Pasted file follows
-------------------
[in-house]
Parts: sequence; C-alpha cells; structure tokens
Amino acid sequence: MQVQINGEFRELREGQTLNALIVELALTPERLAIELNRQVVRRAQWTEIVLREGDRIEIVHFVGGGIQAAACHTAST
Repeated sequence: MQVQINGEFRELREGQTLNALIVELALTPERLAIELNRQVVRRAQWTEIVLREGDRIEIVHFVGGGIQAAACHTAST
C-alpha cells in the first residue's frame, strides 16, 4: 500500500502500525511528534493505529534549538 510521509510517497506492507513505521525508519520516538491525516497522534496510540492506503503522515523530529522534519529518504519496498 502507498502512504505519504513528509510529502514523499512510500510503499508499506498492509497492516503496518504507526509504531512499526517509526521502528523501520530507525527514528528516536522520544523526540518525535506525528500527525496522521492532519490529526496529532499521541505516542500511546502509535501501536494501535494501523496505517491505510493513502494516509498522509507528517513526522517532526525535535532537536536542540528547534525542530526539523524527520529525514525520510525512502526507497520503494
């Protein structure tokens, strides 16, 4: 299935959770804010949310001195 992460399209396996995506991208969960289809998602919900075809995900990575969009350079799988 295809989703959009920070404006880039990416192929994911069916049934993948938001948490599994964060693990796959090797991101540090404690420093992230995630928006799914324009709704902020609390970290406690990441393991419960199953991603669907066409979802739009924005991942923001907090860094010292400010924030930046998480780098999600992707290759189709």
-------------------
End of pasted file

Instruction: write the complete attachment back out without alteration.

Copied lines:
[in-house]
Parts: sequence; C-alpha cells; structure tokens
Amino acid sequence: MQVQINGEFRELREGQTLNALIVELALTPERLAIELNRQVVRRAQWTEIVLREGDRIEIVHFVGGGIQAAACHTAST
Repeated sequence: MQVQINGEFRELREGQTLNALIVELALTPERLAIELNRQVVRRAQWTEIVLREGDRIEIVHFVGGGIQAAACHTAST
C-alpha cells in the first residue's frame, strides 16, 4: 500500500502500525511528534493505529534549538 510521509510517497506492507513505521525508519520516538491525516497522534496510540492506503503522515523530529522534519529518504519496498 502507498502512504505519504513528509510529502514523499512510500510503499508499506498492509497492516503496518504507526509504531512499526517509526521502528523501520530507525527514528528516536522520544523526540518525535506525528500527525496522521492532519490529526496529532499521541505516542500511546502509535501501536494501535494501523496505517491505510493513502494516509498522509507528517513526522517532526525535535532537536536542540528547534525542530526539523524527520529525514525520510525512502526507497520503494
């Protein structure tokens, strides 16, 4: 299935959770804010949310001195 992460399209396996995506991208969960289809998602919900075809995900990575969009350079799988 295809989703959009920070404006880039990416192929994911069916049934993948938001948490599994964060693990796959090797991101540090404690420093992230995630928006799914324009709704902020609390970290406690990441393991419960199953991603669907066409979802739009924005991942923001907090860094010292400010924030930046998480780098999600992707290759189709």